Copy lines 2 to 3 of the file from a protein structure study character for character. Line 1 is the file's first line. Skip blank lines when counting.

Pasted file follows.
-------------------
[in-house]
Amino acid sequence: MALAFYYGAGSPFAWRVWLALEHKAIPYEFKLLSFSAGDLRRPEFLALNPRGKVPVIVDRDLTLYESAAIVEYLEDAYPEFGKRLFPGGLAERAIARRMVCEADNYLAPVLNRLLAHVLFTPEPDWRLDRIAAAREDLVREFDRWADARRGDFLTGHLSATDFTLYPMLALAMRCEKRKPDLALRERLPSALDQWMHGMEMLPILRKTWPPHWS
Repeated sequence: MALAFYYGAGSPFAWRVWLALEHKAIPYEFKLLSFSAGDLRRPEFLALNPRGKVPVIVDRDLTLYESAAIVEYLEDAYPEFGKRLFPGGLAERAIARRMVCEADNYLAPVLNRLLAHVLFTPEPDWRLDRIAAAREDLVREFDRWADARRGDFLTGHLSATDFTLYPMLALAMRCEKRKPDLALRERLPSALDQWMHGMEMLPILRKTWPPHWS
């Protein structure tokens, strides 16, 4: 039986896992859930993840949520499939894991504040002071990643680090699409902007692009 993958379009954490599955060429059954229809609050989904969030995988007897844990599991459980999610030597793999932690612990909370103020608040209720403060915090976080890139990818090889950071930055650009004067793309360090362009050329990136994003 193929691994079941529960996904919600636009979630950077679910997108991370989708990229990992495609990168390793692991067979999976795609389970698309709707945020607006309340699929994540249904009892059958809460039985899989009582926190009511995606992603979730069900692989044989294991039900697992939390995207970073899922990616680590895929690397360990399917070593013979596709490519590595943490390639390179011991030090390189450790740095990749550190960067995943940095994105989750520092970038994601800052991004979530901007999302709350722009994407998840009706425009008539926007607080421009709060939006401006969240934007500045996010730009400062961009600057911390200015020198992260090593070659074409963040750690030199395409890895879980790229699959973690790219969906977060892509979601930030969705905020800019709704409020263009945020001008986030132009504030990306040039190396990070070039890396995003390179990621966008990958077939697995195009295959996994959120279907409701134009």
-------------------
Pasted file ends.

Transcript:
Amino acid sequence: MALAFYYGAGSPFAWRVWLALEHKAIPYEFKLLSFSAGDLRRPEFLALNPRGKVPVIVDRDLTLYESAAIVEYLEDAYPEFGKRLFPGGLAERAIARRMVCEADNYLAPVLNRLLAHVLFTPEPDWRLDRIAAAREDLVREFDRWADARRGDFLTGHLSATDFTLYPMLALAMRCEKRKPDLALRERLPSALDQWMHGMEMLPILRKTWPPHWS
Repeated sequence: MALAFYYGAGSPFAWRVWLALEHKAIPYEFKLLSFSAGDLRRPEFLALNPRGKVPVIVDRDLTLYESAAIVEYLEDAYPEFGKRLFPGGLAERAIARRMVCEADNYLAPVLNRLLAHVLFTPEPDWRLDRIAAAREDLVREFDRWADARRGDFLTGHLSATDFTLYPMLALAMRCEKRKPDLALRERLPSALDQWMHGMEMLPILRKTWPPHWS